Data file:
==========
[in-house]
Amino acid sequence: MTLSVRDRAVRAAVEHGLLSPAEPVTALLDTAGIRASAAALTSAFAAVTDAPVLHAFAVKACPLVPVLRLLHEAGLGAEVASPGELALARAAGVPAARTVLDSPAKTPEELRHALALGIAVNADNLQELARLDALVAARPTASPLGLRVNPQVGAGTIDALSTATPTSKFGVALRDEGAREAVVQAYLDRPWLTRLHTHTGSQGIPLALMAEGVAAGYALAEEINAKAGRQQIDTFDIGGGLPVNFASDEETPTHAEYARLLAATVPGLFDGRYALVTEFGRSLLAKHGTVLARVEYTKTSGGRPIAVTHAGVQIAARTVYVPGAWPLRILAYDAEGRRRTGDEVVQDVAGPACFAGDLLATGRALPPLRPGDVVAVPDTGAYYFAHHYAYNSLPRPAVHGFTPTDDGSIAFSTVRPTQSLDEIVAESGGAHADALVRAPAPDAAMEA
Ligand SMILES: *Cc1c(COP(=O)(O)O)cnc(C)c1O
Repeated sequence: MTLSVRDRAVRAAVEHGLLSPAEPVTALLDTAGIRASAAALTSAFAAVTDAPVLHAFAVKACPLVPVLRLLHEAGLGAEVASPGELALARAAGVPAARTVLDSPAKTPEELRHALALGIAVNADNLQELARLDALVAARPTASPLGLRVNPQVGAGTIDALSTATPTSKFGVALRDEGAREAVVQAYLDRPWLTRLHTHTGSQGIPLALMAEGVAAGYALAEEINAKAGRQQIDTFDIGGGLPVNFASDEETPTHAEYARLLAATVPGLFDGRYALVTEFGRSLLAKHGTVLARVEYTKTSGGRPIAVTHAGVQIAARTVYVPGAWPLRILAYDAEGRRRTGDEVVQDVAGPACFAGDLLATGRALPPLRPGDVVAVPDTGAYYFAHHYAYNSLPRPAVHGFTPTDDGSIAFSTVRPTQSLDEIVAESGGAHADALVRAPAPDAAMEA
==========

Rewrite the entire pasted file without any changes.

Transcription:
[in-house]
Amino acid sequence: MTLSVRDRAVRAAVEHGLLSPAEPVTALLDTAGIRASAAALTSAFAAVTDAPVLHAFAVKACPLVPVLRLLHEAGLGAEVASPGELALARAAGVPAARTVLDSPAKTPEELRHALALGIAVNADNLQELARLDALVAARPTASPLGLRVNPQVGAGTIDALSTATPTSKFGVALRDEGAREAVVQAYLDRPWLTRLHTHTGSQGIPLALMAEGVAAGYALAEEINAKAGRQQIDTFDIGGGLPVNFASDEETPTHAEYARLLAATVPGLFDGRYALVTEFGRSLLAKHGTVLARVEYTKTSGGRPIAVTHAGVQIAARTVYVPGAWPLRILAYDAEGRRRTGDEVVQDVAGPACFAGDLLATGRALPPLRPGDVVAVPDTGAYYFAHHYAYNSLPRPAVHGFTPTDDGSIAFSTVRPTQSLDEIVAESGGAHADALVRAPAPDAAMEA
Ligand SMILES: *Cc1c(COP(=O)(O)O)cnc(C)c1O
Repeated sequence: MTLSVRDRAVRAAVEHGLLSPAEPVTALLDTAGIRASAAALTSAFAAVTDAPVLHAFAVKACPLVPVLRLLHEAGLGAEVASPGELALARAAGVPAARTVLDSPAKTPEELRHALALGIAVNADNLQELARLDALVAARPTASPLGLRVNPQVGAGTIDALSTATPTSKFGVALRDEGAREAVVQAYLDRPWLTRLHTHTGSQGIPLALMAEGVAAGYALAEEINAKAGRQQIDTFDIGGGLPVNFASDEETPTHAEYARLLAATVPGLFDGRYALVTEFGRSLLAKHGTVLARVEYTKTSGGRPIAVTHAGVQIAARTVYVPGAWPLRILAYDAEGRRRTGDEVVQDVAGPACFAGDLLATGRALPPLRPGDVVAVPDTGAYYFAHHYAYNSLPRPAVHGFTPTDDGSIAFSTVRPTQSLDEIVAESGGAHADALVRAPAPDAAMEA